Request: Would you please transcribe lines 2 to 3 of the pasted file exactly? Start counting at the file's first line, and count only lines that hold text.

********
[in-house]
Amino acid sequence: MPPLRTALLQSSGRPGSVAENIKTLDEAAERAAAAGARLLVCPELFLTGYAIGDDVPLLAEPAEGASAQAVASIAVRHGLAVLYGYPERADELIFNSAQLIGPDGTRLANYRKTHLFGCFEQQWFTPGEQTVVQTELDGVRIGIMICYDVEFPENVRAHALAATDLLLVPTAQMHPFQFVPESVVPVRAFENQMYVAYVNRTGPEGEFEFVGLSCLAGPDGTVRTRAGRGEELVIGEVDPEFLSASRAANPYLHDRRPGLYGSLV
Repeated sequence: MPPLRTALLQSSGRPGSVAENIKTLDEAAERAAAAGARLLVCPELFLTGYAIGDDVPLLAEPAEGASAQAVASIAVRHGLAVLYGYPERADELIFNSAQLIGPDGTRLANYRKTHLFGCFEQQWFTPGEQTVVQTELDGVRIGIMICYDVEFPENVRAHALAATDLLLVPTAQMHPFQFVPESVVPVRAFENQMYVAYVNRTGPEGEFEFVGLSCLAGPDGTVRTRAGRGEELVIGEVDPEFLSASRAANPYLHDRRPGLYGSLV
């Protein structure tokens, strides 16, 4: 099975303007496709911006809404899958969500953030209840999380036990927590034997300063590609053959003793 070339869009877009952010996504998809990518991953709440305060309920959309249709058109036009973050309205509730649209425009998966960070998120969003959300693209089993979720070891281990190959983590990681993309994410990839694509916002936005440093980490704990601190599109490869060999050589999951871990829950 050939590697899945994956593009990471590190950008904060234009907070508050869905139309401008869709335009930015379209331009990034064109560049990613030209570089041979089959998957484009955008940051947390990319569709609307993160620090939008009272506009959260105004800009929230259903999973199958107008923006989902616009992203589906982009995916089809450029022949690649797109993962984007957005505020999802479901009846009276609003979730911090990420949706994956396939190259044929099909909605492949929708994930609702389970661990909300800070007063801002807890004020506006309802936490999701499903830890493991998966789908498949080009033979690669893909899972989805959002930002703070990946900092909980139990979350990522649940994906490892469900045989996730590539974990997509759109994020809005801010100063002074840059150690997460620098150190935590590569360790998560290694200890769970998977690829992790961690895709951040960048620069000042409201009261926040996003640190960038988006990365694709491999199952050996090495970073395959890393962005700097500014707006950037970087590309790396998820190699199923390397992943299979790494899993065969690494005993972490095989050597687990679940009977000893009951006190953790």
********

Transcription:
Amino acid sequence: MPPLRTALLQSSGRPGSVAENIKTLDEAAERAAAAGARLLVCPELFLTGYAIGDDVPLLAEPAEGASAQAVASIAVRHGLAVLYGYPERADELIFNSAQLIGPDGTRLANYRKTHLFGCFEQQWFTPGEQTVVQTELDGVRIGIMICYDVEFPENVRAHALAATDLLLVPTAQMHPFQFVPESVVPVRAFENQMYVAYVNRTGPEGEFEFVGLSCLAGPDGTVRTRAGRGEELVIGEVDPEFLSASRAANPYLHDRRPGLYGSLV
Repeated sequence: MPPLRTALLQSSGRPGSVAENIKTLDEAAERAAAAGARLLVCPELFLTGYAIGDDVPLLAEPAEGASAQAVASIAVRHGLAVLYGYPERADELIFNSAQLIGPDGTRLANYRKTHLFGCFEQQWFTPGEQTVVQTELDGVRIGIMICYDVEFPENVRAHALAATDLLLVPTAQMHPFQFVPESVVPVRAFENQMYVAYVNRTGPEGEFEFVGLSCLAGPDGTVRTRAGRGEELVIGEVDPEFLSASRAANPYLHDRRPGLYGSLV